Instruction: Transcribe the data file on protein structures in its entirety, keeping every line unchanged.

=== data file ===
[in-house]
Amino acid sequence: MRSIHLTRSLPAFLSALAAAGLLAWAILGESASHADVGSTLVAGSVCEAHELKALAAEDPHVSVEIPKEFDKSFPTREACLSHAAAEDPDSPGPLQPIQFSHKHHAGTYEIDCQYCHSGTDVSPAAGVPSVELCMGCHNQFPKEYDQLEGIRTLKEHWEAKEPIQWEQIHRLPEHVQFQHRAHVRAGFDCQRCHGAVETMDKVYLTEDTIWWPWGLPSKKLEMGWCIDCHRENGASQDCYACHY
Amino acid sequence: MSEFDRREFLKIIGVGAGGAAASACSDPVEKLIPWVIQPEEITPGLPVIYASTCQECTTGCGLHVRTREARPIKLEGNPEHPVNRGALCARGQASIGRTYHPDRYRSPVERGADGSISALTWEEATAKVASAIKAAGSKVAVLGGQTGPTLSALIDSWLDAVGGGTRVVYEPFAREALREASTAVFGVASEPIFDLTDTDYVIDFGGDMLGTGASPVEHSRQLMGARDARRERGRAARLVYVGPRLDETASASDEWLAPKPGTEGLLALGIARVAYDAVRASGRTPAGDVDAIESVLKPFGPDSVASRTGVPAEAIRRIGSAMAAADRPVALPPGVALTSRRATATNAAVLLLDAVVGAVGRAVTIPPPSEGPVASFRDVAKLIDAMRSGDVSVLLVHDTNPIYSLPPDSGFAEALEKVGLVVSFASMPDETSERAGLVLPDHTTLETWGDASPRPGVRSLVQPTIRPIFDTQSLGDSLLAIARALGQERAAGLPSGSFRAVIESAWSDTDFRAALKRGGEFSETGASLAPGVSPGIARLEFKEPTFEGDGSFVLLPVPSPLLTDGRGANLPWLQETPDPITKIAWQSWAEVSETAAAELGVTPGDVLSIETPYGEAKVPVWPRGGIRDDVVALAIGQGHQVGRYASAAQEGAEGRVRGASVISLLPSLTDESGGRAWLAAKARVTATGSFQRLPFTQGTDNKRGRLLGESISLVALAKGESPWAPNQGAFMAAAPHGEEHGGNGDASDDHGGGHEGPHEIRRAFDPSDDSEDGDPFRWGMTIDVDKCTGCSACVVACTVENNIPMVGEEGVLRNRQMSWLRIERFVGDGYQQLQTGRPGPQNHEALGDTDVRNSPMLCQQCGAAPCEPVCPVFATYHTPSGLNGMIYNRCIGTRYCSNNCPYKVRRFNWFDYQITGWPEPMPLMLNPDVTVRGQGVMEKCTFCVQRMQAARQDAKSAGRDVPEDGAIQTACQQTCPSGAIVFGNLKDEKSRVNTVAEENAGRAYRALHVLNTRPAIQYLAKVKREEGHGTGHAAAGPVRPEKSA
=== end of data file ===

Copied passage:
[in-house]
Amino acid sequence: MRSIHLTRSLPAFLSALAAAGLLAWAILGESASHADVGSTLVAGSVCEAHELKALAAEDPHVSVEIPKEFDKSFPTREACLSHAAAEDPDSPGPLQPIQFSHKHHAGTYEIDCQYCHSGTDVSPAAGVPSVELCMGCHNQFPKEYDQLEGIRTLKEHWEAKEPIQWEQIHRLPEHVQFQHRAHVRAGFDCQRCHGAVETMDKVYLTEDTIWWPWGLPSKKLEMGWCIDCHRENGASQDCYACHY
Amino acid sequence: MSEFDRREFLKIIGVGAGGAAASACSDPVEKLIPWVIQPEEITPGLPVIYASTCQECTTGCGLHVRTREARPIKLEGNPEHPVNRGALCARGQASIGRTYHPDRYRSPVERGADGSISALTWEEATAKVASAIKAAGSKVAVLGGQTGPTLSALIDSWLDAVGGGTRVVYEPFAREALREASTAVFGVASEPIFDLTDTDYVIDFGGDMLGTGASPVEHSRQLMGARDARRERGRAARLVYVGPRLDETASASDEWLAPKPGTEGLLALGIARVAYDAVRASGRTPAGDVDAIESVLKPFGPDSVASRTGVPAEAIRRIGSAMAAADRPVALPPGVALTSRRATATNAAVLLLDAVVGAVGRAVTIPPPSEGPVASFRDVAKLIDAMRSGDVSVLLVHDTNPIYSLPPDSGFAEALEKVGLVVSFASMPDETSERAGLVLPDHTTLETWGDASPRPGVRSLVQPTIRPIFDTQSLGDSLLAIARALGQERAAGLPSGSFRAVIESAWSDTDFRAALKRGGEFSETGASLAPGVSPGIARLEFKEPTFEGDGSFVLLPVPSPLLTDGRGANLPWLQETPDPITKIAWQSWAEVSETAAAELGVTPGDVLSIETPYGEAKVPVWPRGGIRDDVVALAIGQGHQVGRYASAAQEGAEGRVRGASVISLLPSLTDESGGRAWLAAKARVTATGSFQRLPFTQGTDNKRGRLLGESISLVALAKGESPWAPNQGAFMAAAPHGEEHGGNGDASDDHGGGHEGPHEIRRAFDPSDDSEDGDPFRWGMTIDVDKCTGCSACVVACTVENNIPMVGEEGVLRNRQMSWLRIERFVGDGYQQLQTGRPGPQNHEALGDTDVRNSPMLCQQCGAAPCEPVCPVFATYHTPSGLNGMIYNRCIGTRYCSNNCPYKVRRFNWFDYQITGWPEPMPLMLNPDVTVRGQGVMEKCTFCVQRMQAARQDAKSAGRDVPEDGAIQTACQQTCPSGAIVFGNLKDEKSRVNTVAEENAGRAYRALHVLNTRPAIQYLAKVKREEGHGTGHAAAGPVRPEKSA